Cyber-criminals are turning from large spamming operations to targeted, spear-phishing attacks, according to a report from Cisco Systems. There has been a significant decline in revenues generated from mass spam and phishing campaigns, according to the report from Cisco Security Intelligence Operations.
Worldwide revenues from high-volume spamming decreased from $1.1 billion in June 2010 to $300 million in June 2011, a drop of two-thirds. In comparison, revenues from targeted attacks quadrupled from $50 million to $200 million over the same time period, Cisco said in its report.
Attackers are moving away from mass attacks because of low conversion rates, according to the report. Spam operations have always relied on the concept of casting a wide net in order to catch a few people who will fall for the scam. Since the upfront costs aren't that high for the cyber-criminal, netting even a handful of victims was profitable. However, Cisco researchers found that the "value per victim" in a targeted attack was roughly 40 times higher than from a mass attack, and conversion rates were much more attractive.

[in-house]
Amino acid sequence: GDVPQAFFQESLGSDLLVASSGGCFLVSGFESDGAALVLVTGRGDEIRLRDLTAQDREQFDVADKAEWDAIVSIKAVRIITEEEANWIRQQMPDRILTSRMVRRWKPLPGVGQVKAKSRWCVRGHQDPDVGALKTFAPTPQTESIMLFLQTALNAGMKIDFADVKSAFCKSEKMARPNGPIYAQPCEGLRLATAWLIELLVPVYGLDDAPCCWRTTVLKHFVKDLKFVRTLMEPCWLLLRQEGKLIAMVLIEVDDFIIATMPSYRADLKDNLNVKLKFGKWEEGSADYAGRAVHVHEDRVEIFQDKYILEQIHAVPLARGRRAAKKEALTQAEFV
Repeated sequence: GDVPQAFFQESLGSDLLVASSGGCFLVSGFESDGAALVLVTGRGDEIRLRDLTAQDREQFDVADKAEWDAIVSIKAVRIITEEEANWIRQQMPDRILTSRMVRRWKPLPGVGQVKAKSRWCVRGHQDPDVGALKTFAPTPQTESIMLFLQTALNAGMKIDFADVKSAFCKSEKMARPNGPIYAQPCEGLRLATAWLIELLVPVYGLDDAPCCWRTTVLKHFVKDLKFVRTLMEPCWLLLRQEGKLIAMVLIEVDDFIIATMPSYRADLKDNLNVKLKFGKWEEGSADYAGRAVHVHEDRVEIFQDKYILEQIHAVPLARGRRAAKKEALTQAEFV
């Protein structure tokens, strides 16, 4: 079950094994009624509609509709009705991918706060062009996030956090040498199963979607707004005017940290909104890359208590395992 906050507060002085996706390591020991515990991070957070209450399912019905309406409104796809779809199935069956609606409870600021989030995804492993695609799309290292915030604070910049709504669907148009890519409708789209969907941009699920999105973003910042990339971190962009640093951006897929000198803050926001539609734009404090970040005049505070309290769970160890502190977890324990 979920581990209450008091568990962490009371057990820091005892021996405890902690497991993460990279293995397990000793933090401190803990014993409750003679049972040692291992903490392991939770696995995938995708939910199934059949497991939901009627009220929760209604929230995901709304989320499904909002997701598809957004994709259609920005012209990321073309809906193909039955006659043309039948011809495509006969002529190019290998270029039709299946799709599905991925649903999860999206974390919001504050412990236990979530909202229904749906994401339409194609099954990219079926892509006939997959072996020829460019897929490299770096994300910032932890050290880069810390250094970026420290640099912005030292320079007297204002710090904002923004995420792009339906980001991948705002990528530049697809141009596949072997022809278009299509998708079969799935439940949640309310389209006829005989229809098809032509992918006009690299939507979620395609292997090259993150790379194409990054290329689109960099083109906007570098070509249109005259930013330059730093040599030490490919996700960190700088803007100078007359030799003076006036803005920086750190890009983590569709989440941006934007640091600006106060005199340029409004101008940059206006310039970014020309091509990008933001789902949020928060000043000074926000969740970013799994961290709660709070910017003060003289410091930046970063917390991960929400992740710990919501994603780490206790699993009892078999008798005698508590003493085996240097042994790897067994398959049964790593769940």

Fully 70 percent of those who see a targeted spear-phishing e-mail message opened it, and half of those clicked through to the malicious Web site or opened the attachment. Scammers generally send out fewer targeted spam messages than in a mass spam attack, but make more per campaign because of the higher likelihood of fooling victims.
The report, titled " Email Attacks: This Time It's Personal," was based on responses from 361 IT professionals from 50 countries.
For more, read the eWeek article Spear Phishing More Profitable than Mass Spam for Cyber-Criminals.
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